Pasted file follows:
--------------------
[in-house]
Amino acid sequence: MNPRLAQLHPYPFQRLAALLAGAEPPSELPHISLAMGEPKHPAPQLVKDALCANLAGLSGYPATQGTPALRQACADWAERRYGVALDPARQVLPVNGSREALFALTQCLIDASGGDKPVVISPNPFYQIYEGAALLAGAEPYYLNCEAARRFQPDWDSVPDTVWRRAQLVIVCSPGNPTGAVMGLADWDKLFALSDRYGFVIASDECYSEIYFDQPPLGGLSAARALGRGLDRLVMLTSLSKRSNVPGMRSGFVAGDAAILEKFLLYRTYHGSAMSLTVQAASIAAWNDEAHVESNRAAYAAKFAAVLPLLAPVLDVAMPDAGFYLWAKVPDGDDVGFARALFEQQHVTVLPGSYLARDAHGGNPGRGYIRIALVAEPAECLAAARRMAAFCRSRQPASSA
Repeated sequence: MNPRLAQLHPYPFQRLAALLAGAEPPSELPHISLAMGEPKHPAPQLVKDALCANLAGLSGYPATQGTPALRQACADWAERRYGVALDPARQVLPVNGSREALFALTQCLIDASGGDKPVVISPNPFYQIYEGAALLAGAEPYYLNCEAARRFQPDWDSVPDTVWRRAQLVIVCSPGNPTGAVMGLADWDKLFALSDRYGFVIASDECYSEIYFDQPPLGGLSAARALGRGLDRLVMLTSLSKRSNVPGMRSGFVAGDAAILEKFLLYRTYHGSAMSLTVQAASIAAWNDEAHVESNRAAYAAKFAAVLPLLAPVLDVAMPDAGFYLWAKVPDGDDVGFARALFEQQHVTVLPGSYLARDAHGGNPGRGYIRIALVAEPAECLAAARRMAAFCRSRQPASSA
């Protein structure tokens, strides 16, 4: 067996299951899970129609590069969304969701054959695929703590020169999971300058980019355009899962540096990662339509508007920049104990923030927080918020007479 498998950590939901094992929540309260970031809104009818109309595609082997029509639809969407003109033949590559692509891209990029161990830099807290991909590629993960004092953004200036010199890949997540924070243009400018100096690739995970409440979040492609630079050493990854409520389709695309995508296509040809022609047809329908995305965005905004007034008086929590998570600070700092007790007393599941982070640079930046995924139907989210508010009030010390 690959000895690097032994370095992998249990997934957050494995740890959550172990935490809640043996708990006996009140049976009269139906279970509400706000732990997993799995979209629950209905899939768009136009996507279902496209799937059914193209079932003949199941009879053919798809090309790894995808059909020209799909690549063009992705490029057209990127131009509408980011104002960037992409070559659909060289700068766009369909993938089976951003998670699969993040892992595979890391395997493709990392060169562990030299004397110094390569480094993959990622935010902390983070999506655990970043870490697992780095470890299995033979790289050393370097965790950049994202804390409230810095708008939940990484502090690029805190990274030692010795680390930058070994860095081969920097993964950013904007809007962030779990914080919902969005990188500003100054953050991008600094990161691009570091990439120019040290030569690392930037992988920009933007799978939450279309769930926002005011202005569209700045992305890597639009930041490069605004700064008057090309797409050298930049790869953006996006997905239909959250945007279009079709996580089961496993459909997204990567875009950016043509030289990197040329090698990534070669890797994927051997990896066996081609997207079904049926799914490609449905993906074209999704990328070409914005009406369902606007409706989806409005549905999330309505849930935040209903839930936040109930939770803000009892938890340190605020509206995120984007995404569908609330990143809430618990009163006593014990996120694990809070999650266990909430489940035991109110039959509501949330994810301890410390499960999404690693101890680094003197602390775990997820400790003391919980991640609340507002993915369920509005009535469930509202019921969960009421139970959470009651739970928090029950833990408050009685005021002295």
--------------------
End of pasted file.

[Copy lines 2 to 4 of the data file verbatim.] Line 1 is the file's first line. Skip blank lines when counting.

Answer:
Amino acid sequence: MNPRLAQLHPYPFQRLAALLAGAEPPSELPHISLAMGEPKHPAPQLVKDALCANLAGLSGYPATQGTPALRQACADWAERRYGVALDPARQVLPVNGSREALFALTQCLIDASGGDKPVVISPNPFYQIYEGAALLAGAEPYYLNCEAARRFQPDWDSVPDTVWRRAQLVIVCSPGNPTGAVMGLADWDKLFALSDRYGFVIASDECYSEIYFDQPPLGGLSAARALGRGLDRLVMLTSLSKRSNVPGMRSGFVAGDAAILEKFLLYRTYHGSAMSLTVQAASIAAWNDEAHVESNRAAYAAKFAAVLPLLAPVLDVAMPDAGFYLWAKVPDGDDVGFARALFEQQHVTVLPGSYLARDAHGGNPGRGYIRIALVAEPAECLAAARRMAAFCRSRQPASSA
Repeated sequence: MNPRLAQLHPYPFQRLAALLAGAEPPSELPHISLAMGEPKHPAPQLVKDALCANLAGLSGYPATQGTPALRQACADWAERRYGVALDPARQVLPVNGSREALFALTQCLIDASGGDKPVVISPNPFYQIYEGAALLAGAEPYYLNCEAARRFQPDWDSVPDTVWRRAQLVIVCSPGNPTGAVMGLADWDKLFALSDRYGFVIASDECYSEIYFDQPPLGGLSAARALGRGLDRLVMLTSLSKRSNVPGMRSGFVAGDAAILEKFLLYRTYHGSAMSLTVQAASIAAWNDEAHVESNRAAYAAKFAAVLPLLAPVLDVAMPDAGFYLWAKVPDGDDVGFARALFEQQHVTVLPGSYLARDAHGGNPGRGYIRIALVAEPAECLAAARRMAAFCRSRQPASSA
């Protein structure tokens, strides 16, 4: 067996299951899970129609590069969304969701054959695929703590020169999971300058980019355009899962540096990662339509508007920049104990923030927080918020007479 498998950590939901094992929540309260970031809104009818109309595609082997029509639809969407003109033949590559692509891209990029161990830099807290991909590629993960004092953004200036010199890949997540924070243009400018100096690739995970409440979040492609630079050493990854409520389709695309995508296509040809022609047809329908995305965005905004007034008086929590998570600070700092007790007393599941982070640079930046995924139907989210508010009030010390 690959000895690097032994370095992998249990997934957050494995740890959550172990935490809640043996708990006996009140049976009269139906279970509400706000732990997993799995979209629950209905899939768009136009996507279902496209799937059914193209079932003949199941009879053919798809090309790894995808059909020209799909690549063009992705490029057209990127131009509408980011104002960037992409070559659909060289700068766009369909993938089976951003998670699969993040892992595979890391395997493709990392060169562990030299004397110094390569480094993959990622935010902390983070999506655990970043870490697992780095470890299995033979790289050393370097965790950049994202804390409230810095708008939940990484502090690029805190990274030692010795680390930058070994860095081969920097993964950013904007809007962030779990914080919902969005990188500003100054953050991008600094990161691009570091990439120019040290030569690392930037992988920009933007799978939450279309769930926002005011202005569209700045992305890597639009930041490069605004700064008057090309797409050298930049790869953006996006997905239909959250945007279009079709996580089961496993459909997204990567875009950016043509030289990197040329090698990534070669890797994927051997990896066996081609997207079904049926799914490609449905993906074209999704990328070409914005009406369902606007409706989806409005549905999330309505849930935040209903839930936040109930939770803000009892938890340190605020509206995120984007995404569908609330990143809430618990009163006593014990996120694990809070999650266990909430489940035991109110039959509501949330994810301890410390499960999404690693101890680094003197602390775990997820400790003391919980991640609340507002993915369920509005009535469930509202019921969960009421139970959470009651739970928090029950833990408050009685005021002295």